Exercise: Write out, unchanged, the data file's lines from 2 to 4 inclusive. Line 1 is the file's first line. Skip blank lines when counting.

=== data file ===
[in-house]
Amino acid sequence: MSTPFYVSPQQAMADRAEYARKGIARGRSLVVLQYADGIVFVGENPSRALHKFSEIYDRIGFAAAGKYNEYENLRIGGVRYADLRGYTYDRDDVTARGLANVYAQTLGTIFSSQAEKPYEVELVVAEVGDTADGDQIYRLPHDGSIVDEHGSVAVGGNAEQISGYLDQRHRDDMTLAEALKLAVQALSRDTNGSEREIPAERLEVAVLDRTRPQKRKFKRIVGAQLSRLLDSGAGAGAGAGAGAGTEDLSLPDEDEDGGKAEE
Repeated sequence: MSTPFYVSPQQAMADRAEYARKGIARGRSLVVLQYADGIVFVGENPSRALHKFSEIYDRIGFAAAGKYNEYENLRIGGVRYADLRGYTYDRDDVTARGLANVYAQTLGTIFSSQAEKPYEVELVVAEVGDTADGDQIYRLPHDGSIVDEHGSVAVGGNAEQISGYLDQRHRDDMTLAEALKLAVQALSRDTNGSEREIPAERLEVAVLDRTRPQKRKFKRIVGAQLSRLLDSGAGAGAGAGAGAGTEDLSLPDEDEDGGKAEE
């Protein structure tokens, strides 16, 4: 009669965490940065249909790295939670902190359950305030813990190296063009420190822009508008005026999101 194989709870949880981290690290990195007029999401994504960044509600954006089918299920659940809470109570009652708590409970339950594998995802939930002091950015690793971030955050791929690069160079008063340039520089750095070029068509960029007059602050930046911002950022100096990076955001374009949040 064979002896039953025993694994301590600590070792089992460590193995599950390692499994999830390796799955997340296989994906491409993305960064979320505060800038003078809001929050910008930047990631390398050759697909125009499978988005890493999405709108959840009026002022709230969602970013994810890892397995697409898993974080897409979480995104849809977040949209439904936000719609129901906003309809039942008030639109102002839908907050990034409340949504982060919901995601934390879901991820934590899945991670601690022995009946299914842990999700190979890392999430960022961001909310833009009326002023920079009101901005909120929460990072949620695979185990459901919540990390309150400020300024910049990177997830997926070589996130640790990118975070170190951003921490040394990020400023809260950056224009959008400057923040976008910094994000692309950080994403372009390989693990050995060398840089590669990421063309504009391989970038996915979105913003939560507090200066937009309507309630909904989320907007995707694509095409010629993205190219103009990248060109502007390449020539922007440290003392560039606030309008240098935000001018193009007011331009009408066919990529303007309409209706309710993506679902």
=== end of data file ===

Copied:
Amino acid sequence: MSTPFYVSPQQAMADRAEYARKGIARGRSLVVLQYADGIVFVGENPSRALHKFSEIYDRIGFAAAGKYNEYENLRIGGVRYADLRGYTYDRDDVTARGLANVYAQTLGTIFSSQAEKPYEVELVVAEVGDTADGDQIYRLPHDGSIVDEHGSVAVGGNAEQISGYLDQRHRDDMTLAEALKLAVQALSRDTNGSEREIPAERLEVAVLDRTRPQKRKFKRIVGAQLSRLLDSGAGAGAGAGAGAGTEDLSLPDEDEDGGKAEE
Repeated sequence: MSTPFYVSPQQAMADRAEYARKGIARGRSLVVLQYADGIVFVGENPSRALHKFSEIYDRIGFAAAGKYNEYENLRIGGVRYADLRGYTYDRDDVTARGLANVYAQTLGTIFSSQAEKPYEVELVVAEVGDTADGDQIYRLPHDGSIVDEHGSVAVGGNAEQISGYLDQRHRDDMTLAEALKLAVQALSRDTNGSEREIPAERLEVAVLDRTRPQKRKFKRIVGAQLSRLLDSGAGAGAGAGAGAGTEDLSLPDEDEDGGKAEE
């Protein structure tokens, strides 16, 4: 009669965490940065249909790295939670902190359950305030813990190296063009420190822009508008005026999101 194989709870949880981290690290990195007029999401994504960044509600954006089918299920659940809470109570009652708590409970339950594998995802939930002091950015690793971030955050791929690069160079008063340039520089750095070029068509960029007059602050930046911002950022100096990076955001374009949040 064979002896039953025993694994301590600590070792089992460590193995599950390692499994999830390796799955997340296989994906491409993305960064979320505060800038003078809001929050910008930047990631390398050759697909125009499978988005890493999405709108959840009026002022709230969602970013994810890892397995697409898993974080897409979480995104849809977040949209439904936000719609129901906003309809039942008030639109102002839908907050990034409340949504982060919901995601934390879901991820934590899945991670601690022995009946299914842990999700190979890392999430960022961001909310833009009326002023920079009101901005909120929460990072949620695979185990459901919540990390309150400020300024910049990177997830997926070589996130640790990118975070170190951003921490040394990020400023809260950056224009959008400057923040976008910094994000692309950080994403372009390989693990050995060398840089590669990421063309504009391989970038996915979105913003939560507090200066937009309507309630909904989320907007995707694509095409010629993205190219103009990248060109502007390449020539922007440290003392560039606030309008240098935000001018193009007011331009009408066919990529303007309409209706309710993506679902």